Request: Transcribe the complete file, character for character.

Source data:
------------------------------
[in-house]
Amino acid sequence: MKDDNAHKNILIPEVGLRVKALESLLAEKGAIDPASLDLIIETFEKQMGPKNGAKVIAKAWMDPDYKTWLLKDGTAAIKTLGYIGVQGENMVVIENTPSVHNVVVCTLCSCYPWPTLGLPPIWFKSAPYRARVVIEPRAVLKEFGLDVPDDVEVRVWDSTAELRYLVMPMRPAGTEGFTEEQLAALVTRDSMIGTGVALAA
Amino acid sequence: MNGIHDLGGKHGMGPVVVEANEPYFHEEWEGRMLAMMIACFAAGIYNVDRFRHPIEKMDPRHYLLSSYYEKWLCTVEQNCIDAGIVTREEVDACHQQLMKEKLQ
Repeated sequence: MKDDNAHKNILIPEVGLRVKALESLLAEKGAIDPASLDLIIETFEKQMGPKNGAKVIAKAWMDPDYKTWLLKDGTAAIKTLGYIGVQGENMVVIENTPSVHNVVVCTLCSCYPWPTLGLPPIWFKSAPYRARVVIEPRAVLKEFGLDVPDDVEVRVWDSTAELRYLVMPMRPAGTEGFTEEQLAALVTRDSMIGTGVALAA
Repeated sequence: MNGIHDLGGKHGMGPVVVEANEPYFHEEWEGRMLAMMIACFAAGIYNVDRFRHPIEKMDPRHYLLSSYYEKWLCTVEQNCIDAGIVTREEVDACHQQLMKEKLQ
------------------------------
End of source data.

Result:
[in-house]
Amino acid sequence: MKDDNAHKNILIPEVGLRVKALESLLAEKGAIDPASLDLIIETFEKQMGPKNGAKVIAKAWMDPDYKTWLLKDGTAAIKTLGYIGVQGENMVVIENTPSVHNVVVCTLCSCYPWPTLGLPPIWFKSAPYRARVVIEPRAVLKEFGLDVPDDVEVRVWDSTAELRYLVMPMRPAGTEGFTEEQLAALVTRDSMIGTGVALAA
Amino acid sequence: MNGIHDLGGKHGMGPVVVEANEPYFHEEWEGRMLAMMIACFAAGIYNVDRFRHPIEKMDPRHYLLSSYYEKWLCTVEQNCIDAGIVTREEVDACHQQLMKEKLQ
Repeated sequence: MKDDNAHKNILIPEVGLRVKALESLLAEKGAIDPASLDLIIETFEKQMGPKNGAKVIAKAWMDPDYKTWLLKDGTAAIKTLGYIGVQGENMVVIENTPSVHNVVVCTLCSCYPWPTLGLPPIWFKSAPYRARVVIEPRAVLKEFGLDVPDDVEVRVWDSTAELRYLVMPMRPAGTEGFTEEQLAALVTRDSMIGTGVALAA
Repeated sequence: MNGIHDLGGKHGMGPVVVEANEPYFHEEWEGRMLAMMIACFAAGIYNVDRFRHPIEKMDPRHYLLSSYYEKWLCTVEQNCIDAGIVTREEVDACHQQLMKEKLQ